Thoreau's description of living in a tent could easily pass for Philip Johnson's Glass House: "This frame, so slightly clad, was a sort of crystallization around me, and reacted on the builder. It was suggestive somewhat as a picture in outlines. I did not need to go outdoors to take the air, for the atmosphere within had lost none of its freshness." Even Thoreau's description of a more substantial idealized house makes the recent proliferation of McMansions seems as awkward as ever: "I sometimes dream of a larger and more populous house, standing in a golden age, of enduring materials, and without gingerbread work, which shall consist of only one room, a vast, rude, substantial, primitive hall, without ceiling or plastering... A house whose inside is as open and manifest as a bird's nest, and you cannot go in at the front door and out at the back without seeing some of its inhabitants."

Herman Melville touched on architecture in his rarely cited I and My Chimney, brought to the architect's eye by Vincent Scully. Here a man describes in a semi-comical manner his gigantic brick chimney, which threatens to engulf his entire house, much to his wife's horror. Many early colonial houses were exactly that, a series of rooms arranged around a single large fireplace. The harsh New England climate, within a periodic mini-ice age, demanded small windows and a large fireplace for warmth. It is an extended riff on a fight between the place of the hearth, a solid mass to contain the fire, which is dispossessing the living space of the house. "Sir, I look upon this chimney less a pile of masonry than as a personage. It is king of the house. I am but a suffered and inferior subject." In their dominance and centrality, Frank Lloyd Wright's fireplaces were of equal authority both in his Prairie houses and those set on New England soil.

Yet it is Moby-Dick; or, The Whale that provides the strangest insight to two aspects of modern architecture in New England. John Hejduk, in his postscript to Richard Meier's monograph of 1984, cites Melville's chapter XLII, "The Whiteness of the Whale," to highlight this aspect of modernism and elevate it to the metaphysical realm. Since then, this chapter has become a kind of Freemasonic secret sign among design cognoscenti, an intersection of literature and the spirit of minimalism. Whereas Meier-author of the Smith House of 1967, in Darien, Connecticut, the ultimate modern house of New England says "whiteness is one of the characteristic qualities of my work," Hejduk quotes Melville to emphasize its mysterious qualities: "This elusive quality it is, which causes the thought of whiteness, when divorced from more kindly associations, and coupled with any object terrible in itself, to heighten that terror to the furthest bounds... Bethink thee of the Albatross, whence come those clouds of spiritual wonderment and pale dread, in which that white phantom sails in all imaginations? Therefore in his other moods, symbolize whatever grand or gracious thing he will by whiteness, no man can deny that in its profoundest idealized significance it calls up a peculiar apparition of the soul" Hejduk concludes his comments on Meier thus. "We too are strapped to Ahab's whale." We can read this comment both metaphorically and literally. Just look at the entry facade of Le Corbusier's Villa at Garches, recalling as it does the great broad head and monocular eye of a white sperm whale!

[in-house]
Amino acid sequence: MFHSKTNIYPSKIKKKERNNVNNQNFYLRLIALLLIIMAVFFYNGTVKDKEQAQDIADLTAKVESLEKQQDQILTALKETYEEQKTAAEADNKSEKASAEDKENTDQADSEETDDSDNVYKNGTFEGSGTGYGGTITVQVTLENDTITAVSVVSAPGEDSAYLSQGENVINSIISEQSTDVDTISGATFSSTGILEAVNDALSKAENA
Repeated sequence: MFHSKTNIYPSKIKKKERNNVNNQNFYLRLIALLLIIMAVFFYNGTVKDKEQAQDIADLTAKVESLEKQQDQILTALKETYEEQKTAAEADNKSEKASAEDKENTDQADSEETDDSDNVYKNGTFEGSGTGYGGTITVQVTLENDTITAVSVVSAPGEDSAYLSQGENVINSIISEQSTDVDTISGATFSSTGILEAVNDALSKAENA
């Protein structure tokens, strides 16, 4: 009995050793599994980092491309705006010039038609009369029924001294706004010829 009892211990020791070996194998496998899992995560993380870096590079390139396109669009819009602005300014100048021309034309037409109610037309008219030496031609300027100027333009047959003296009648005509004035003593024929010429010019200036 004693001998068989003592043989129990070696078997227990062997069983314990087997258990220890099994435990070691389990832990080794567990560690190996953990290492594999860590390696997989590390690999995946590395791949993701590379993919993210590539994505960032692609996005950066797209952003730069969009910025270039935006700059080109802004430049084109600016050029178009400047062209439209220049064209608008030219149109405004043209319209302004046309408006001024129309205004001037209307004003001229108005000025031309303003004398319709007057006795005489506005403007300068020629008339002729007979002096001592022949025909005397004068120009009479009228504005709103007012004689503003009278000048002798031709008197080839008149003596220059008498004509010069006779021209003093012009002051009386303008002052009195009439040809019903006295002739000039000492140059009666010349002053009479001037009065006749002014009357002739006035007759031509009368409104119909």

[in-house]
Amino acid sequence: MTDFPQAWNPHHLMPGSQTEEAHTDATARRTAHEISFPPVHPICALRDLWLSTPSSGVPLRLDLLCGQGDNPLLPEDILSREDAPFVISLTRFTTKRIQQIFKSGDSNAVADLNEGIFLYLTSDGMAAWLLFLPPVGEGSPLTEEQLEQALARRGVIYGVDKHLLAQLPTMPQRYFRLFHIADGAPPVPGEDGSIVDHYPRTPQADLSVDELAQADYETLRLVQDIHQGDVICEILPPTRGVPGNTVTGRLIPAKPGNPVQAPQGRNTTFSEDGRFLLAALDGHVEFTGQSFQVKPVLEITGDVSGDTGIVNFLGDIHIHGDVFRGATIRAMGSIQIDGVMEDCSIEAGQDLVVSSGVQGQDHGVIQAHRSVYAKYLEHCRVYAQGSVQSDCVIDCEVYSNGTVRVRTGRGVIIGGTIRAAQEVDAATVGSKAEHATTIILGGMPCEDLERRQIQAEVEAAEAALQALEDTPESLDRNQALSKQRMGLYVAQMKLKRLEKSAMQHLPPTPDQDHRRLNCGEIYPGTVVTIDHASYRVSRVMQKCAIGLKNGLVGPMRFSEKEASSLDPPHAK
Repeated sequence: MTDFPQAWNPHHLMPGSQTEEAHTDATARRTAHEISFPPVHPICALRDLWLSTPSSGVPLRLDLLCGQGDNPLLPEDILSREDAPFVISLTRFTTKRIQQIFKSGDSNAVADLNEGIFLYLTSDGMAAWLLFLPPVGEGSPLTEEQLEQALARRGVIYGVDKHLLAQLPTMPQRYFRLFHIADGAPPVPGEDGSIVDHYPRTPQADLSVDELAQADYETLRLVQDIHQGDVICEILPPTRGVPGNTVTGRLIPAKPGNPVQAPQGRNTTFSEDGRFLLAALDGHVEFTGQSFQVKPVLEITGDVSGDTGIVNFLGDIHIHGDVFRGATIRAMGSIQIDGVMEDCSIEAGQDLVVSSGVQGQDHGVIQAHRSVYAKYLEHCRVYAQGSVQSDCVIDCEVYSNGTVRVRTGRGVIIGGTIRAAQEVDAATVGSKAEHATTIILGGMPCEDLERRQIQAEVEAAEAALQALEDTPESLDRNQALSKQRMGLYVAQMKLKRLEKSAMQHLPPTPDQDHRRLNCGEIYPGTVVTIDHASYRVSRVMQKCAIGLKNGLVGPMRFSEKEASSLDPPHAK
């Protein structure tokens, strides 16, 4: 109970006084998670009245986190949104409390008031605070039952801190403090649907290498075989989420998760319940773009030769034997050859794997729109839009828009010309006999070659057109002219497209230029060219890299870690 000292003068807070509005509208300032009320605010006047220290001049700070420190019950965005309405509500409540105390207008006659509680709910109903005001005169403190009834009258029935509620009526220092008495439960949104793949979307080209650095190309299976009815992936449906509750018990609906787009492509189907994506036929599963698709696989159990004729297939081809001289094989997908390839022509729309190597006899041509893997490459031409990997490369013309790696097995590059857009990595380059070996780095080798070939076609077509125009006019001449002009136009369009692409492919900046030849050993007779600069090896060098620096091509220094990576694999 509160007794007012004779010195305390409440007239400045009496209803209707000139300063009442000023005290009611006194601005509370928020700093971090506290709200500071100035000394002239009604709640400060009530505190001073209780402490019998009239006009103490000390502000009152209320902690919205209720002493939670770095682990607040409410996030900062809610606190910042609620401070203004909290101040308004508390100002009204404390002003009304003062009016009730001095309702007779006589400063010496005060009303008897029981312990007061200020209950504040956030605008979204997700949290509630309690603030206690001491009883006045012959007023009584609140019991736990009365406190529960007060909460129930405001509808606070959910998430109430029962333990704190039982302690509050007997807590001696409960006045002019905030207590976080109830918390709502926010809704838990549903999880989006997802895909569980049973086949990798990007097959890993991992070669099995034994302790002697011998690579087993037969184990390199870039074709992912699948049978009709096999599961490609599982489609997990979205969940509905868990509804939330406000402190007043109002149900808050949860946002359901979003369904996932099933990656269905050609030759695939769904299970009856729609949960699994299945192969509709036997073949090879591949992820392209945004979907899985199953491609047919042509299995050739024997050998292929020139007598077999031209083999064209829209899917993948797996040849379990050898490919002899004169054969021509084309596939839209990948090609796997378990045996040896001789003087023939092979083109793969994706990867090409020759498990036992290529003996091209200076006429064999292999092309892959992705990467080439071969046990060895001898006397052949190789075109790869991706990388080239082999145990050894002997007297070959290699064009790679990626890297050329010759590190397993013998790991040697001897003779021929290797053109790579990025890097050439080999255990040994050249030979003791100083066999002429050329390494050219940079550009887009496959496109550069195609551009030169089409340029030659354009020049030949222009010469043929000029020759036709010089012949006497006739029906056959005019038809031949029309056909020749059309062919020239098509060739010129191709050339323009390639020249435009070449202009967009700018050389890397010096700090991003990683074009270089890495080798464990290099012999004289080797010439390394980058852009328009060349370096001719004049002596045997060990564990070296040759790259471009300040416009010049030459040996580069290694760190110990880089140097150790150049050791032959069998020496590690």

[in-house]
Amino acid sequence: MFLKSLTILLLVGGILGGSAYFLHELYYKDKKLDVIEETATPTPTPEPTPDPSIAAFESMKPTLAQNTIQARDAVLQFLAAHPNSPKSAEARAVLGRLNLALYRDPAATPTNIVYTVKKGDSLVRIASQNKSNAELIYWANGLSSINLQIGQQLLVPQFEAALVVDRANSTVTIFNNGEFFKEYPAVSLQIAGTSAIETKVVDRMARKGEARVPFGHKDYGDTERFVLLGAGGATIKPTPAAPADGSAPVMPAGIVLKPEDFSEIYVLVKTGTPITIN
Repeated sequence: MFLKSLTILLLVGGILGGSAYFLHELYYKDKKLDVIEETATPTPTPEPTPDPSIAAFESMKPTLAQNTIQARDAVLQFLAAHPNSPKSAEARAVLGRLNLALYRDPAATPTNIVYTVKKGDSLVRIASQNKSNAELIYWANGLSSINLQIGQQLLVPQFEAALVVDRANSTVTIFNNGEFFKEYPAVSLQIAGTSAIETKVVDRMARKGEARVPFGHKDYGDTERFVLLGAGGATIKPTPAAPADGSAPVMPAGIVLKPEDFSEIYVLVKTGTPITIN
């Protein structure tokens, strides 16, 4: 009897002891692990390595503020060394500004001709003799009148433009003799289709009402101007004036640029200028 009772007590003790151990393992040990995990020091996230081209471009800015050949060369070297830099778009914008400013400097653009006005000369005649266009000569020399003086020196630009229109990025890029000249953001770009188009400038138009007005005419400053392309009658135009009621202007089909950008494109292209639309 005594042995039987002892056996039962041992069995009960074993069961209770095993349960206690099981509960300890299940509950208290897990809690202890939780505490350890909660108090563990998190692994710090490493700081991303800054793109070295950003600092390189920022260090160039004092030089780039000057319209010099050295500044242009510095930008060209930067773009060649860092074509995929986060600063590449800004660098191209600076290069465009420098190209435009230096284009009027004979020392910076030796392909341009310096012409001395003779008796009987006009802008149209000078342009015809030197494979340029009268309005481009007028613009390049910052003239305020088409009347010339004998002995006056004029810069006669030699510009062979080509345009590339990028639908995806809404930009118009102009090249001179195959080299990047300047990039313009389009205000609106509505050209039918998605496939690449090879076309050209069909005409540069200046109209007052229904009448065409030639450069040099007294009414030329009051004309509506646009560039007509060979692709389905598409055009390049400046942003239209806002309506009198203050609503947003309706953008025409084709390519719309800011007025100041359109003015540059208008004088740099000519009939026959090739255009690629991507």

Rockwell Kent's engraving of a breeching Moby-Dick. Plattsburgh State Art Museum, State University of New York, bequest of Sally Kent Gorton. Copyright © 1930 by R. R. Donnelley & Sons, Inc. and The Plattsburgh College Foundation, Inc. All rights reserved.

The International Style was also called White Architecture, as exemplified by Le Corbusier's Villa Savoye and work before 1930. The white cubes of Mediterranean villages were cited as vernacular confirmation of modernist architecture and planning. Gropius saw a confirmation of his modernist ideals in the nineteenth century image of the New England village arrayed around the green he showed his Harvard class a slide in 1940 entitled "Common of a New England village showing a well-balanced self-imposed order and unity which obviously resulted from a highly integrated team spirit of its community. In reality, the earlier Puritan villages of the 1600s were less organized, strewn about a muddy common, and darker in color because white paint was costly. As Arthur Miller wrote, "The meeting house was nearby, and from this point outward-toward the bay or inland-there were a few small-windowed, dark houses snuggling against the raw Massachusetts winter." It was not until after the exodus of farmers to the Midwest in the early nineteenth century that by intention the New England village came to take the shape that defined it in the imagination of the public.

Modern architecture was not just a style but a full-blown crusade, a term that happened to be the title of one of Le Corbusier's books. Crusades require allies and enemies. Ahab's quest for Moby-Dick was a perfect metaphor for the pursuit of an architecture of purity, whiteness, and global dominance. It corresponds with the dark side of the New England landscape, the witch hunt, and the whale hunt. And so the proponents of modern architecture crossed the Atlantic to a setting that would perfectly mirror their desire to destroy the traditions of the past in the process of creating a new architecture. As one of Gropius's students, Willa von Moltke, said, he loved New England architecture because it "compared to the Puritanical aspects of his own personality." Gropius was the Ahab of architecture, sailing the globe in pursuit of the great white International Style, the Scarlet "A" for Architecture branded on his grim black suit, doomed, like Hester Prynne, to bear the cross of the Bauhaus to his grave. With lip service to regional New England architecture and balloon framing, there was really precious little in common between the cozy colonial house and the chilly house he built for himself and his wife, Ise, in Lincoln, Massachusetts. But elusive as the whale was, so too proved to be the short-lived triumph of modern residential architecture in the Northeast.